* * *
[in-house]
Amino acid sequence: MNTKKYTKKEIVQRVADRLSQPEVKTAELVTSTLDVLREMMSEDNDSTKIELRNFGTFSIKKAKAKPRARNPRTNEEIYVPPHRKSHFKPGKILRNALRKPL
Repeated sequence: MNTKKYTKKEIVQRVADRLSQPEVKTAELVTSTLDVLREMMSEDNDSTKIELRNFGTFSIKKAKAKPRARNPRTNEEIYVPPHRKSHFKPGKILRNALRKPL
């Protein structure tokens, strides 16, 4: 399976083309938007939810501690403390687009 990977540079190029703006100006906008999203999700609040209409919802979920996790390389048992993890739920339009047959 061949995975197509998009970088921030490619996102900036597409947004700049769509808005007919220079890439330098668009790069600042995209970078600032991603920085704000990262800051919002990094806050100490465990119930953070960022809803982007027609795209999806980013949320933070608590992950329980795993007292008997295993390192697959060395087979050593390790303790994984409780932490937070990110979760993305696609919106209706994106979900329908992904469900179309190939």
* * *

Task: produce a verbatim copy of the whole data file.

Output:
[in-house]
Amino acid sequence: MNTKKYTKKEIVQRVADRLSQPEVKTAELVTSTLDVLREMMSEDNDSTKIELRNFGTFSIKKAKAKPRARNPRTNEEIYVPPHRKSHFKPGKILRNALRKPL
Repeated sequence: MNTKKYTKKEIVQRVADRLSQPEVKTAELVTSTLDVLREMMSEDNDSTKIELRNFGTFSIKKAKAKPRARNPRTNEEIYVPPHRKSHFKPGKILRNALRKPL
């Protein structure tokens, strides 16, 4: 399976083309938007939810501690403390687009 990977540079190029703006100006906008999203999700609040209409919802979920996790390389048992993890739920339009047959 061949995975197509998009970088921030490619996102900036597409947004700049769509808005007919220079890439330098668009790069600042995209970078600032991603920085704000990262800051919002990094806050100490465990119930953070960022809803982007027609795209999806980013949320933070608590992950329980795993007292008997295993390192697959060395087979050593390790303790994984409780932490937070990110979760993305696609919106209706994106979900329908992904469900179309190939």